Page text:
The Physical Effects of Stress
Stress makes us vulnerable to other illnesses. One thing stress does is depress the immune system which is involved in allergic response, response to infection and scavenging mutated cells. This means we become more susceptible to environmental/food sensitivities, infection and cancer.
Stress also causes an increase in a hormone called cortisol. Cortisol’s actions have long-term implications for health – it raises blood sugar and increases the storage of fat, especially on the abdomen, and these are risk factors for diabetes and heart disease.
To Go From Surviving To Thriving, Strive To Manage Your Stress Effectively
Clearly, we have to live with stress. But if we want to be healthy as well, we need to be proactive about bringing the stress in our lives into balance. We can do this by making conscious stress management part of our everyday lifestyles.
What is “stress management”? Stress management is the use of specific skills that help reduce the health impacts of negative stress by invoking the “relaxation response”. Some examples of stress management techniques are deep breathing, the use of mental imagery, and progressive muscle relaxation.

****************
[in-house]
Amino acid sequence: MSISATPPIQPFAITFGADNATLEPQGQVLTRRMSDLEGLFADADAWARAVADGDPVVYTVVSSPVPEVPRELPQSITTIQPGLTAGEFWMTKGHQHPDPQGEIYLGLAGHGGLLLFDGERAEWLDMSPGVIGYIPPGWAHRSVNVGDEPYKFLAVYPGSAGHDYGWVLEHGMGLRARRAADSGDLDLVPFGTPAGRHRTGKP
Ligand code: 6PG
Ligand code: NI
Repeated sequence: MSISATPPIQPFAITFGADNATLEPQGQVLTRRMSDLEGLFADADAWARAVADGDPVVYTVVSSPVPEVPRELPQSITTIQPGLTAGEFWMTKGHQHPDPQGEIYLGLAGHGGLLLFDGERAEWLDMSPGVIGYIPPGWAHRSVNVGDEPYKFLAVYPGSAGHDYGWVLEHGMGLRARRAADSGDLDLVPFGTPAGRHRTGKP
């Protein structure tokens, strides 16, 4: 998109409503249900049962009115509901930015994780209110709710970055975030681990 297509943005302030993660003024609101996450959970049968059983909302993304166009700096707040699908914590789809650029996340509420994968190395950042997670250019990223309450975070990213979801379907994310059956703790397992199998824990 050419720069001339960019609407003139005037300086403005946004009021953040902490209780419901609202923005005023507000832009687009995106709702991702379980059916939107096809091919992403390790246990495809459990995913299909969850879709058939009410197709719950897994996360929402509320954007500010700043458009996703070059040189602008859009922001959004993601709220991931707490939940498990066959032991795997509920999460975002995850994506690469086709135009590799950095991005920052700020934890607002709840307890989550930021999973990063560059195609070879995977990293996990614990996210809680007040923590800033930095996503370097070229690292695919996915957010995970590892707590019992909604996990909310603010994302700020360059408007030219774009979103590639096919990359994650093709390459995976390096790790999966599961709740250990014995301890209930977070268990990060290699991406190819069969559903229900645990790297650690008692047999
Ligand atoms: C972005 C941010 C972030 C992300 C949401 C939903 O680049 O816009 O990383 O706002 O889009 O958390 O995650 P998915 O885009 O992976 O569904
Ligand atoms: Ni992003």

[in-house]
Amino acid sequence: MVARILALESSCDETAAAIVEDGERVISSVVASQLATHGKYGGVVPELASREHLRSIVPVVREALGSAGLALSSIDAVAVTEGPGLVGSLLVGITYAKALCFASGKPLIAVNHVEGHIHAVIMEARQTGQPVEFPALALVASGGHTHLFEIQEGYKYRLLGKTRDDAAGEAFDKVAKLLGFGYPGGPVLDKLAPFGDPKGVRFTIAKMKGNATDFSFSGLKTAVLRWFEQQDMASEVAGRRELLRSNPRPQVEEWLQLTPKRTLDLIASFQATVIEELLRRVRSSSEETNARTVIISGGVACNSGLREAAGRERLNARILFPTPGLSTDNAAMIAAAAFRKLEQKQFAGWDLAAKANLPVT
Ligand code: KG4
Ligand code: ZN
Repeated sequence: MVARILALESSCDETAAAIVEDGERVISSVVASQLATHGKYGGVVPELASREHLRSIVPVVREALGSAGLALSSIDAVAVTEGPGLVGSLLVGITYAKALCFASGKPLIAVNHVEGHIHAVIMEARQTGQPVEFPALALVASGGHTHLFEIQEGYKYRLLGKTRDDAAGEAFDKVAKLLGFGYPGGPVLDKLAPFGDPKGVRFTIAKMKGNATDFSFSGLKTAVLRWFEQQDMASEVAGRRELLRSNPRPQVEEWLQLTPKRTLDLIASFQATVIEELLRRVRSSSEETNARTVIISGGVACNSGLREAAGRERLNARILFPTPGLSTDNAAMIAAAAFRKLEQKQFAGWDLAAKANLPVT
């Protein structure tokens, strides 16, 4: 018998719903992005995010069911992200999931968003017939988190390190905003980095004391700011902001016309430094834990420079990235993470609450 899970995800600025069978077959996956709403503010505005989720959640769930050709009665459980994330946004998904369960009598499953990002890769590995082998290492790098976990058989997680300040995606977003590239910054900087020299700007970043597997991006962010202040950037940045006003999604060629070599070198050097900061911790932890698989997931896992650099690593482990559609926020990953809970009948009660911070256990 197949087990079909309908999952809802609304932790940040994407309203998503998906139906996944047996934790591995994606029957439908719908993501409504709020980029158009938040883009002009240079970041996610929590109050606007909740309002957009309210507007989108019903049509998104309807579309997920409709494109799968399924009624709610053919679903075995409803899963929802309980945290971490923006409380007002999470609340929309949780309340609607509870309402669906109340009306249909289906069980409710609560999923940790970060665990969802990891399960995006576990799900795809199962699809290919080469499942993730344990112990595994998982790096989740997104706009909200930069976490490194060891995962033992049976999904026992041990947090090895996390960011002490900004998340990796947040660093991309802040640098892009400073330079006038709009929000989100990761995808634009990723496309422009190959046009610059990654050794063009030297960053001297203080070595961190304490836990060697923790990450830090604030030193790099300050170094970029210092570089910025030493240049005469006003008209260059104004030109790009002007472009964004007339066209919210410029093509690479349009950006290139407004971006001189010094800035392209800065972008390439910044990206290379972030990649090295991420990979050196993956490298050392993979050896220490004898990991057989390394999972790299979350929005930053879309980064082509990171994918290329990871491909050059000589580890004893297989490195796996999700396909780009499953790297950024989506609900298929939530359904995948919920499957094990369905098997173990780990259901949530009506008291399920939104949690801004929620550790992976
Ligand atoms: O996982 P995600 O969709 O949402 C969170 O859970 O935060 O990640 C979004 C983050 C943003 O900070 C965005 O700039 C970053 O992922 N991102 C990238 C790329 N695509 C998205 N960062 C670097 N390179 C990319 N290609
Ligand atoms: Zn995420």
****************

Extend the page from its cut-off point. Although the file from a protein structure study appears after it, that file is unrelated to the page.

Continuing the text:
In striving to balance the effects of stress in your life, there are 2 key things to focus on:
- Learn to recognize how stress effects you
- Counter these effects with “stress-busters”
How Do You Know When You’re Stressed?
Here are some common symptoms:
- Tired, can’t sleep
- Worried, anxious, depressed, irritable, “spacey”
- Aches and pains
- Digestive issues: heartburn, indigestion, change in bowel or bladder habits
- Increased use of cigarettes, alcohol, caffeine, other substances
- If you’re not sure what your symptoms are, ask someone who knows you well and start to observe yourself. You can’t deal with something you don’t know about.
- Simplify your life – learn to say “No”
- “Let go, and let God…” – learn to act on the things you can control and to accept those beyond your control.
- Treat yourself – make a point of doing something enjoyable every day.
- Exercise your sense of humour – it’s good for your perspective and good for you physically. Laughter can be the best medicine.
- Exercise your body – nothing relieves the physical effects of stress as much as exercise, and a relaxing walk is a good way to start.
- Eat well, sleep well – your physical resources are rapidly depleted when you’re stressed. Make sure you recharge.
- Share your concerns and seek professional help when overwhelmed.
- Learn to use relaxation techniques, such as mental imaging, progressive muscle relaxation and diaphragmatic breathing